Wishy-washy writing manifests in numerous ways. One of the most common is via the insidious form of unnecessary adverbs and adjectives modifying absolutes. This phenomenon is called pleonasm.
Here are some examples:
Something is either perfect or not perfect. Unless you’re James Madison writing the Constitution and you’re “forming a more perfect Union” then avoid this type of writing crutch.
“blackest of black”
Yes, yes, I know there are many shades of black. But black is black and blackest of black is not only a poorly constructed description, it is also a cliché. As are many pleonasms.
“see with one’s own eyes”
Here we have a double pleonasm. Barring some science fiction device, how else will you see? And who else’s eyes are you using if you’re not using your own? Don’t answer this unless you’re the Pale Man from Pan’s Labyrinth.
Naturally, there are instances where repeated usage of certain pleonasms has become acceptable to the Grammar Gods of Chicago, AP, and MLA. Also remember, it is your right as a writer to request a stet if an editor has failed to recognize an intended use of a pleonasm.
I Don’t Think So, I Know So
Adjectives receive all the glory, but verbs do all the work. Therefore, your verb choice is one of the most important aspects of writing. Too often I see in manuscripts poorly chosen verbs that makes the writer come across as unsure.
Take, for example, the following line of exposition:
“The footsteps stopped for a moment. When they began again, each footfall seemed like a warning.”
The problem word is seemed. It does nothing to add to the mood or the tension of the narrative. It’s just … functional. It’s like eating a slice of white bread. Certainly, the bread will temporarily satiate your hunger, but there are so many better choices you can make.
“The footsteps stopped for a moment. When they began again, each footfall echoed like a warning.”
I’ll not argue that this line is a strong bit of writing. But I do think we’re moving in the right direction by replacing the ambiguous seemed with the more dynamic echoed. Echoed makes environmental suggestions. Possibly the narrator is trapped in a cave, a hallway, or an abandoned house … and places like that are often secluded and isolated.
“According to our analysis, the sample was clean. Carbon and oxygen and nothing else.”
The second sentence is merely a reassertion of the first. In context of the story, the reader has no reason to need the second sentence. A cleaner sample of this line goes:
“Our analysis deemed it clean.”
The phrase according to is also a bit of writerly anxiety that merely muddles the intention of the excerpt. Using deemed allows us to take out an instance of the overworked was construction.
People tend to use minimizing language in unintentional ways to not come across as arrogant and aggressive, rude and unfriendly. We soften what we say in a matter of deference. It’s an extremely problematic phenomenon in business writing (particularly for women and people of color), but it also exists in fiction writing and probably deserves a separate essay analyzing the subject.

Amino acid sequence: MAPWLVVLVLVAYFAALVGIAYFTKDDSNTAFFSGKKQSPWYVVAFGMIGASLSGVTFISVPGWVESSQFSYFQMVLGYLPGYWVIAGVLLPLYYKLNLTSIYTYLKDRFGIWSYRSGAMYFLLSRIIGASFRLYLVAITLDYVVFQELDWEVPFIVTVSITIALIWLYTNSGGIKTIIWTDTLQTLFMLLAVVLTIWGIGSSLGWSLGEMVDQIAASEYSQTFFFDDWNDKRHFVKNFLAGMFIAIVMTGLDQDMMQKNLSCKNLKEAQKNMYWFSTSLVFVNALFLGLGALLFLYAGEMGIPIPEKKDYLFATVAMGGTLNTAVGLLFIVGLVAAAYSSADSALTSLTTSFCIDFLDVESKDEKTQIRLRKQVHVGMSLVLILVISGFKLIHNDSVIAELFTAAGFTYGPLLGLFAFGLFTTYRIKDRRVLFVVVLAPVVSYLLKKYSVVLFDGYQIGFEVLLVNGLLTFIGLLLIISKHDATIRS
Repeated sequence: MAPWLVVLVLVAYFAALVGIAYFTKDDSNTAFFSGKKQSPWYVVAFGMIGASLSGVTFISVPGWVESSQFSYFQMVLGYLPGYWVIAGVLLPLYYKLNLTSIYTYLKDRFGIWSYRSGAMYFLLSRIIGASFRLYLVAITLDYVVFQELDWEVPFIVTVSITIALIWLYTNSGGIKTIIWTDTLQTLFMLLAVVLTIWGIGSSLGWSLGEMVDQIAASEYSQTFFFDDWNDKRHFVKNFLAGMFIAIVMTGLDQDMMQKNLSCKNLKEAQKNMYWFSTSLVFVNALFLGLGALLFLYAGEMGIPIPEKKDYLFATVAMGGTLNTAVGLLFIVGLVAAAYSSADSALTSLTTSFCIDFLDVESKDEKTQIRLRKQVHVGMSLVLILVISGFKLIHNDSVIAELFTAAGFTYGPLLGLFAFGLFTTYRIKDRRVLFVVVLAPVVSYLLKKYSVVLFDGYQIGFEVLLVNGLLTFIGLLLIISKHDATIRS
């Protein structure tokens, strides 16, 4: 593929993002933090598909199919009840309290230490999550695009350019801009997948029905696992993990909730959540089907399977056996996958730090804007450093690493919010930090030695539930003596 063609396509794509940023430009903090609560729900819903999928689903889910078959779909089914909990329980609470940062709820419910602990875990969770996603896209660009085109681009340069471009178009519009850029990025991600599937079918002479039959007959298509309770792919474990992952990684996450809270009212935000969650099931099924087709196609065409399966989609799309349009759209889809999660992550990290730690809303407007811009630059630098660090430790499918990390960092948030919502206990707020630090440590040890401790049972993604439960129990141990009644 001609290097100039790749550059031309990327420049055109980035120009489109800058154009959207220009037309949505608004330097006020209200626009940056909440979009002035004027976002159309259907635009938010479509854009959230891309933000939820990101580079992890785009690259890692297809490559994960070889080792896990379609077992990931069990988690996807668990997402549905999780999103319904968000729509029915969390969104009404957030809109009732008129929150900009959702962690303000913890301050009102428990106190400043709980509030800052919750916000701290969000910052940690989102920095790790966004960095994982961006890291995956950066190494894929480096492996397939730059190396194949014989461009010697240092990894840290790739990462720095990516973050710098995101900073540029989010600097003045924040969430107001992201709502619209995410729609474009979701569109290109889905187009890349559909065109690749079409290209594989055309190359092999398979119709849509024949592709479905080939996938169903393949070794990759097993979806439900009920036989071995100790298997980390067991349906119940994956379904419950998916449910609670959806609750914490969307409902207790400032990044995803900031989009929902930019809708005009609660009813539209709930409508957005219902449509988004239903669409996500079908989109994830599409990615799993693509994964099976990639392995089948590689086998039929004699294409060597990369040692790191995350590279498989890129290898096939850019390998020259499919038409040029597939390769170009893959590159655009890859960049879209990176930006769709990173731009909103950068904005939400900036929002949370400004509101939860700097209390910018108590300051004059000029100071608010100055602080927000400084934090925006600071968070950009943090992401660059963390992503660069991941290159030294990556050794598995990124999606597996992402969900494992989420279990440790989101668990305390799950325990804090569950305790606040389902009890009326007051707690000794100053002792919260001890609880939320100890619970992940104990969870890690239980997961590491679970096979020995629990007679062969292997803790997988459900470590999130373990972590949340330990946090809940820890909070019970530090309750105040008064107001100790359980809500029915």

You’ll often hear people calling minimizing words as junk words. Flabby expressions. Whatever. Nomenclature is your choice, but try to avoid using these words in your writing:
Just, pretty much, a bit, enough, mostly, usually, almost…
Remember that bit I mentioned earlier about word counts? I’m nearing mine, so I must conclude now.
When you have something to say, say it concisely. Don’t worry about offending the reader with assertive writing. Your characters will come across stronger. Your narrative will flow better. Your manuscript will have more punch.
December 12, 2019
They said they would pay real MONEY and back the Apex Patreon if I did a monthly series about editing for our patrons.
I’ve shied away from doing a series like that behind a paywall for my book publishing project. I want to target readers, not writers. It’s easy to fall into the small press trap of only selling to writers and people who are aspiring to be writers.
But if these two trusted and savvy friends are to be believed, readers are often interested in process-oriented information. Especially information that pulls back the curtain from the mysterious process of editing and publishing.
I have two friends who say they’ll back the Apex Patreon for my essay series. But I need more than two in order to make this worth the time.
Is this something YOU, my blog reader, would find interesting enough to consider paying $1 a month for an essay on an editing topic of my (or your) choice?
Please leave your thoughts in the comments or hit me up via email through my contact form. I really want to hear your opinion on this.
December 5, 2019
If there’s ever a gifting trap, it’s the one that happens when you decide to buy a book for someone you know. I can remember several instances over the years where I could sense that the person receiving my gifted book was unimpressed for various reasons.
But why would someone be nonplussed by a gift? Because books are personal. Your choice in a gifted book reflects what you see in somebody. Or so they often think. This is particularly true when you’re buying for the occasional or non-reader.